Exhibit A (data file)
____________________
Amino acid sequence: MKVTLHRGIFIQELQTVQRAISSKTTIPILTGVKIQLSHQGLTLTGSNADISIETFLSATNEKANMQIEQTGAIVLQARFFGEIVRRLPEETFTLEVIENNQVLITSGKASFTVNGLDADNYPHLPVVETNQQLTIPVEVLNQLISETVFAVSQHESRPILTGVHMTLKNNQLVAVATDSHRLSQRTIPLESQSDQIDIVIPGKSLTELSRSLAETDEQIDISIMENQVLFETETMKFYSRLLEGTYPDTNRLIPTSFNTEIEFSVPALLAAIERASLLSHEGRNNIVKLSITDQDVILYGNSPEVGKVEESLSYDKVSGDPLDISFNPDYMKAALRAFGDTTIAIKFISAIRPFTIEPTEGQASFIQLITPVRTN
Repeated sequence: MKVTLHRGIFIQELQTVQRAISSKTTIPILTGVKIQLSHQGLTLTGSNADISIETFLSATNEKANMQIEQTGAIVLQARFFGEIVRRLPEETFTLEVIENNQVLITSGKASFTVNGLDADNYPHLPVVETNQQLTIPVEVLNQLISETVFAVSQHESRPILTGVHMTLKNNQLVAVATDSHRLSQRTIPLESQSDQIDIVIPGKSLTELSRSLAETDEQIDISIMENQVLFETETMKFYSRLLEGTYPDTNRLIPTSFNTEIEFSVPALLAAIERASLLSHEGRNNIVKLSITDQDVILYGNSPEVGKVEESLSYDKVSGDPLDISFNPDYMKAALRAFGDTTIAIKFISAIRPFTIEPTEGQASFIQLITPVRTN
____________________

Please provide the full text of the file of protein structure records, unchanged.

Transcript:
Amino acid sequence: MKVTLHRGIFIQELQTVQRAISSKTTIPILTGVKIQLSHQGLTLTGSNADISIETFLSATNEKANMQIEQTGAIVLQARFFGEIVRRLPEETFTLEVIENNQVLITSGKASFTVNGLDADNYPHLPVVETNQQLTIPVEVLNQLISETVFAVSQHESRPILTGVHMTLKNNQLVAVATDSHRLSQRTIPLESQSDQIDIVIPGKSLTELSRSLAETDEQIDISIMENQVLFETETMKFYSRLLEGTYPDTNRLIPTSFNTEIEFSVPALLAAIERASLLSHEGRNNIVKLSITDQDVILYGNSPEVGKVEESLSYDKVSGDPLDISFNPDYMKAALRAFGDTTIAIKFISAIRPFTIEPTEGQASFIQLITPVRTN
Repeated sequence: MKVTLHRGIFIQELQTVQRAISSKTTIPILTGVKIQLSHQGLTLTGSNADISIETFLSATNEKANMQIEQTGAIVLQARFFGEIVRRLPEETFTLEVIENNQVLITSGKASFTVNGLDADNYPHLPVVETNQQLTIPVEVLNQLISETVFAVSQHESRPILTGVHMTLKNNQLVAVATDSHRLSQRTIPLESQSDQIDIVIPGKSLTELSRSLAETDEQIDISIMENQVLFETETMKFYSRLLEGTYPDTNRLIPTSFNTEIEFSVPALLAAIERASLLSHEGRNNIVKLSITDQDVILYGNSPEVGKVEESLSYDKVSGDPLDISFNPDYMKAALRAFGDTTIAIKFISAIRPFTIEPTEGQASFIQLITPVRTN